THE SEWING DIVAS sewing, design, fashion

October 20, 2007

Silk Organza Saves the Day

jacket-front.jpg
HOW I GOT FROM THERE TO HERE
I fell hard for the EmmaOneSock silk tweed with all-over embroidery from Nanette Lepore. It was ruinously expensive – so much so, that I have blocked out the price in my mind. Since I had once managed to make a jacket in 1 ½ yards of fabric, that’s what I bought, with no real idea of what I would make.

The fabric worked on my mind, and I decided that what I really wanted to make was a jeans style jacket, but with an hourglass shape. This fitted denim silhouette was popular some years ago, made best by Jean Paul Gaultier, who has perfected the corset silhouette over many different types of garments, from ball gowns, to bustiers, to jackets.

The thought of drafting such a pattern from scratch was daunting though, as fitting such an item on oneself is no picnic. I set out to find a pattern I could adapt to my needs, something that had a good structure to begin with. I had never worked with a Marfy pattern before, but from all reports it was a good place to begin. Every other jeans style jacket I had looked at was too boxy, or worse, a wedge shape that was narrower at the bottom. Definitely not MY shape!

Marfy F9468

marfy-f9468.jpg
I found the Marfy pattern after much digging, it is an older pattern and not easy to find on the Vogue website. I am not sure if it is still in print. I bought it in March of 07, I believe it is from Fall 06. As it comes out of the envelope it is a shirt, but it has a shaped side seam, and the all important 3 panel front with a shoulder yoke..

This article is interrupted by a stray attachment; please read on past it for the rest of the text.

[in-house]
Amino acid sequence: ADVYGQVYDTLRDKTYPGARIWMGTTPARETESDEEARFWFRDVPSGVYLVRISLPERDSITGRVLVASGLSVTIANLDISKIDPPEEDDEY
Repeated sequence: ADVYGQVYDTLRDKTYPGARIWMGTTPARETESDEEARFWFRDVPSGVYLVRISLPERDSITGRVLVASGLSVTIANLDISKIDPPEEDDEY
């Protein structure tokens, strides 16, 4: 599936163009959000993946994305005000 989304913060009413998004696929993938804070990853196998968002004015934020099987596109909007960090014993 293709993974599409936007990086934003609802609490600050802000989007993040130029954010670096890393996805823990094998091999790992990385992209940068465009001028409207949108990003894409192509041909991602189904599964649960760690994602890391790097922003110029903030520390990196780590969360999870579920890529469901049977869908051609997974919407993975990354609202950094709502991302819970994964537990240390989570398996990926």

THE PATTERN CHANGES
Here are the changes I made to the pattern to get to my jacket:
>Make a straight hem instead of a curve hem, added to the sleeve length for full length sleeve.
>Cut the center front straight up to the neck, with a 1/2″ extension for buttons instead of a curved placket open neck shirt collar.
> No pockets used for this fabric.
>Reduce the collar point to be less of a Boeing 747 spread.
>Change from a set-on placket to fold back facing. I did this only because I had the nightmare silk tweed fabric to deal with. I couldn’t imagine trying to make a straight narrow placket in this fabric, especially with the thickness of the fabric with the embroidery. In fact, it was still tough to wrestle with the yoke seam and the turn back, but since my button fell below the yoke seam and the turn back of the lapel with the collar open was OK, I got off easy. For other fabrics I will make a set-on placket as you usually find on this type of jacket.